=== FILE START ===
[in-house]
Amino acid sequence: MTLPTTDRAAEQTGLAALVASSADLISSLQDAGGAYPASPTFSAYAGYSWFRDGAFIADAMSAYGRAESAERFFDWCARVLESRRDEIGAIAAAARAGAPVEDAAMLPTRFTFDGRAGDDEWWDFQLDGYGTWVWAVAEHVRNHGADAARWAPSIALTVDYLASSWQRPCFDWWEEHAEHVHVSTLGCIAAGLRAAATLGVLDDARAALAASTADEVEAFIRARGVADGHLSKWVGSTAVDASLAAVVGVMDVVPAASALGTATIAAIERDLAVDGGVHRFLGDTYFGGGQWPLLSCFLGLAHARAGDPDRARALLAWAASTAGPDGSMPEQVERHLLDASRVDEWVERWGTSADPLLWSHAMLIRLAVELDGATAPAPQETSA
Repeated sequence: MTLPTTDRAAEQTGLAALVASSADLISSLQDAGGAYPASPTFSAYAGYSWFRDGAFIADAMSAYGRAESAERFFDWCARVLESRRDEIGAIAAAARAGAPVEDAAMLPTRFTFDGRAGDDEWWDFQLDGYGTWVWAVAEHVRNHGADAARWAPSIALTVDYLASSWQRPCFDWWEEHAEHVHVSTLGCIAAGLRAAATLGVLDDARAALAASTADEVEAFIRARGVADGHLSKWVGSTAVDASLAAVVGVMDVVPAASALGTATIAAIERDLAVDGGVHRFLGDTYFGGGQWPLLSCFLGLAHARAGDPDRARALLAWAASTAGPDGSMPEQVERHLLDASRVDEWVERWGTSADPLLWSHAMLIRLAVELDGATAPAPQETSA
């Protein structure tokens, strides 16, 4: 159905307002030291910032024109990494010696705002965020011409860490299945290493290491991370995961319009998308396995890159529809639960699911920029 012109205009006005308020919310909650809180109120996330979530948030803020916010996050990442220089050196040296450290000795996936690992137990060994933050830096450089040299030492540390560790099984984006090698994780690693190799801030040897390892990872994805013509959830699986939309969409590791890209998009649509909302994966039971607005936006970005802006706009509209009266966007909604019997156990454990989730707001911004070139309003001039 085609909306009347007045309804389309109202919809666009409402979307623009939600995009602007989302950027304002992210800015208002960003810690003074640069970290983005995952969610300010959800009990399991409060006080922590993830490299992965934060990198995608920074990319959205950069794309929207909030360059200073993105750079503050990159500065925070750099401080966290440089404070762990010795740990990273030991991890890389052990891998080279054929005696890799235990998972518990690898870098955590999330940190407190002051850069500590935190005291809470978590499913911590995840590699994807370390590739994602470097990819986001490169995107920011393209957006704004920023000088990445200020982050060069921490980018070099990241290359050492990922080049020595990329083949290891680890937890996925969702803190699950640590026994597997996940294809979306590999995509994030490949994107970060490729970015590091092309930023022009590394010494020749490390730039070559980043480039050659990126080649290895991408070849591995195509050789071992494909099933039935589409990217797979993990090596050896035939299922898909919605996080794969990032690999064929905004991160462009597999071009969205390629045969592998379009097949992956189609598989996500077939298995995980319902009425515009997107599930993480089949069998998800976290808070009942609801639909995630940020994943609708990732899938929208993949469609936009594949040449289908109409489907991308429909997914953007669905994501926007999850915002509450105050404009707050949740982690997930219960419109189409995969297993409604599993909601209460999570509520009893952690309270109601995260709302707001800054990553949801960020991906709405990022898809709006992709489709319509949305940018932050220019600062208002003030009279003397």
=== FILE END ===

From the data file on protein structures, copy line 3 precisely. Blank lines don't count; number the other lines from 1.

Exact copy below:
Repeated sequence: MTLPTTDRAAEQTGLAALVASSADLISSLQDAGGAYPASPTFSAYAGYSWFRDGAFIADAMSAYGRAESAERFFDWCARVLESRRDEIGAIAAAARAGAPVEDAAMLPTRFTFDGRAGDDEWWDFQLDGYGTWVWAVAEHVRNHGADAARWAPSIALTVDYLASSWQRPCFDWWEEHAEHVHVSTLGCIAAGLRAAATLGVLDDARAALAASTADEVEAFIRARGVADGHLSKWVGSTAVDASLAAVVGVMDVVPAASALGTATIAAIERDLAVDGGVHRFLGDTYFGGGQWPLLSCFLGLAHARAGDPDRARALLAWAASTAGPDGSMPEQVERHLLDASRVDEWVERWGTSADPLLWSHAMLIRLAVELDGATAPAPQETSA